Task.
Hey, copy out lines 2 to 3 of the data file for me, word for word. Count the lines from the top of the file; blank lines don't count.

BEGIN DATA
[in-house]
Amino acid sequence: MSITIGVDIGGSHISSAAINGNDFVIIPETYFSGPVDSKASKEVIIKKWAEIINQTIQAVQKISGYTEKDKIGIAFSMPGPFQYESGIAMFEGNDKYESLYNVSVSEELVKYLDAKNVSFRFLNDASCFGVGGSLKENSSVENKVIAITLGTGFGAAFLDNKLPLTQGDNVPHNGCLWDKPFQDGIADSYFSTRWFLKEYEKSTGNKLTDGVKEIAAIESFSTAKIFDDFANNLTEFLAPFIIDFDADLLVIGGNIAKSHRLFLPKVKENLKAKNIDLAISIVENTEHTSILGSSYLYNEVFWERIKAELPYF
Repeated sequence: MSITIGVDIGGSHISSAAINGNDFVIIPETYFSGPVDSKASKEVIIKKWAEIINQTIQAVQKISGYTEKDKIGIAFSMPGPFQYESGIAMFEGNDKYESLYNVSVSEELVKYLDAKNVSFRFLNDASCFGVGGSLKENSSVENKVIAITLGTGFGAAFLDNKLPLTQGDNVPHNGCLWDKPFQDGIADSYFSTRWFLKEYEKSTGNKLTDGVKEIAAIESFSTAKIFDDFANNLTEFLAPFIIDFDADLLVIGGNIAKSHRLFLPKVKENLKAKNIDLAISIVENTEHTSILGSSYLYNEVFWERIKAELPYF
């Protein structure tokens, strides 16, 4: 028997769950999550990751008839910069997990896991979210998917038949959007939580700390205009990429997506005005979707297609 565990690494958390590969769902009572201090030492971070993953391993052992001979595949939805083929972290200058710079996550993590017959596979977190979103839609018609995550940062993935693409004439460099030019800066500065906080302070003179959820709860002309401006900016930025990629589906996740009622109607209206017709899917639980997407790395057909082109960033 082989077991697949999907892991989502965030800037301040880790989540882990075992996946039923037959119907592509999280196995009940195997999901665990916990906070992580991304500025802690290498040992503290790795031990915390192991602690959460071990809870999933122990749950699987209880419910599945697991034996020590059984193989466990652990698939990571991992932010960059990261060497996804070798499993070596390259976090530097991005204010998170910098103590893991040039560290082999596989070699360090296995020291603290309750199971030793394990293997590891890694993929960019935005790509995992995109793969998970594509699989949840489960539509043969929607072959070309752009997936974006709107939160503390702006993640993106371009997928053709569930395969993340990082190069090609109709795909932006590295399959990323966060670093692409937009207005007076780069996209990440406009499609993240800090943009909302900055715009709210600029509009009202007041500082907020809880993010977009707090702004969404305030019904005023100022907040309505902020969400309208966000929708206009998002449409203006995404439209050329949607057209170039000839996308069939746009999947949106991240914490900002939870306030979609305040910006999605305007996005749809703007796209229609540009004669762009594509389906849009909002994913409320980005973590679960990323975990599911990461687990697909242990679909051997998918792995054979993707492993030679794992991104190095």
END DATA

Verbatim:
Amino acid sequence: MSITIGVDIGGSHISSAAINGNDFVIIPETYFSGPVDSKASKEVIIKKWAEIINQTIQAVQKISGYTEKDKIGIAFSMPGPFQYESGIAMFEGNDKYESLYNVSVSEELVKYLDAKNVSFRFLNDASCFGVGGSLKENSSVENKVIAITLGTGFGAAFLDNKLPLTQGDNVPHNGCLWDKPFQDGIADSYFSTRWFLKEYEKSTGNKLTDGVKEIAAIESFSTAKIFDDFANNLTEFLAPFIIDFDADLLVIGGNIAKSHRLFLPKVKENLKAKNIDLAISIVENTEHTSILGSSYLYNEVFWERIKAELPYF
Repeated sequence: MSITIGVDIGGSHISSAAINGNDFVIIPETYFSGPVDSKASKEVIIKKWAEIINQTIQAVQKISGYTEKDKIGIAFSMPGPFQYESGIAMFEGNDKYESLYNVSVSEELVKYLDAKNVSFRFLNDASCFGVGGSLKENSSVENKVIAITLGTGFGAAFLDNKLPLTQGDNVPHNGCLWDKPFQDGIADSYFSTRWFLKEYEKSTGNKLTDGVKEIAAIESFSTAKIFDDFANNLTEFLAPFIIDFDADLLVIGGNIAKSHRLFLPKVKENLKAKNIDLAISIVENTEHTSILGSSYLYNEVFWERIKAELPYF